Fall is a special time of the year for the city, as it means harvesting crops and the yearly tradition of trailing livestock from high mountain ranges to the desert for winter. “May we never forget the people, animals, and resources that built such a great community and legacy,” the festival’s website states.
On Saturday, Oct. 28, just about 1,000 sheep were herded from Cedar Mountain pastures down to Cedar City’s Main Street, providing a glimpse of the Old West and its livestock heritage to spectators along the route.
It is the “highlight event” of the festival and “probably one of the most unique parades in the country,” the website states.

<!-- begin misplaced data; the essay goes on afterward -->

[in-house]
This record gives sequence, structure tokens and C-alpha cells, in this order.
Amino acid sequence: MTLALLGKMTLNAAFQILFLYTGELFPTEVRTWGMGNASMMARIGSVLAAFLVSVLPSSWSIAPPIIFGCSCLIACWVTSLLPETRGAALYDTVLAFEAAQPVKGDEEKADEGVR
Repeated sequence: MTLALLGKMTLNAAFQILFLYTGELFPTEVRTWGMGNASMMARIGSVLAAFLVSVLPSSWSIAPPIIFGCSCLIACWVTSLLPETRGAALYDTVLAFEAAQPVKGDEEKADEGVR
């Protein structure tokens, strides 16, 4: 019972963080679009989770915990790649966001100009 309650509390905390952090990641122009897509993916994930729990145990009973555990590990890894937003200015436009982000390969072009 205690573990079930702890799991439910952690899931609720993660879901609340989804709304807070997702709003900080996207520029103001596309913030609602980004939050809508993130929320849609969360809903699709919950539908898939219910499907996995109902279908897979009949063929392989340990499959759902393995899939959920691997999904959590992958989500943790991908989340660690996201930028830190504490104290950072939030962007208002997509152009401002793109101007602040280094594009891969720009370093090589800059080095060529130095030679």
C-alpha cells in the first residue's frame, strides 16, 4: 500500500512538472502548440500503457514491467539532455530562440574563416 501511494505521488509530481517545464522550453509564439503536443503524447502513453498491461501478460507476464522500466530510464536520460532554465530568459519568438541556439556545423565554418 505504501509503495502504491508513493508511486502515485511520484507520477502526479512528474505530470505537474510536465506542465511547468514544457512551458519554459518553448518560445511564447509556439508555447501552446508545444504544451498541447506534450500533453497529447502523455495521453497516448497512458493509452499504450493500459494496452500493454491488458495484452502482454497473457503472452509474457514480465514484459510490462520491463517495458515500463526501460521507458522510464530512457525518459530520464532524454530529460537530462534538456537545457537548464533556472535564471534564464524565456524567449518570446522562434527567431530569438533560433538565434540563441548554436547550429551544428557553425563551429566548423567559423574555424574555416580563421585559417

Courtesy of CCPD
“We are very pleased and proud that once again [the sheep] parade down Main Street and be celebrated for all they represent,” the website states.
The first sheep were reportedly herded up from town to Cedar Mountain in 1870, and every year since then they have made the trek from the mountain to the valley, making their way through Cedar City.
Horses, wagons, antique tractors, bag pipe bands, youth groups, stock dogs, and historic and modern sheep camps also took part in the procession.
After the parade, the tractors and sheep camps were on display at Cross Hollows Events Center.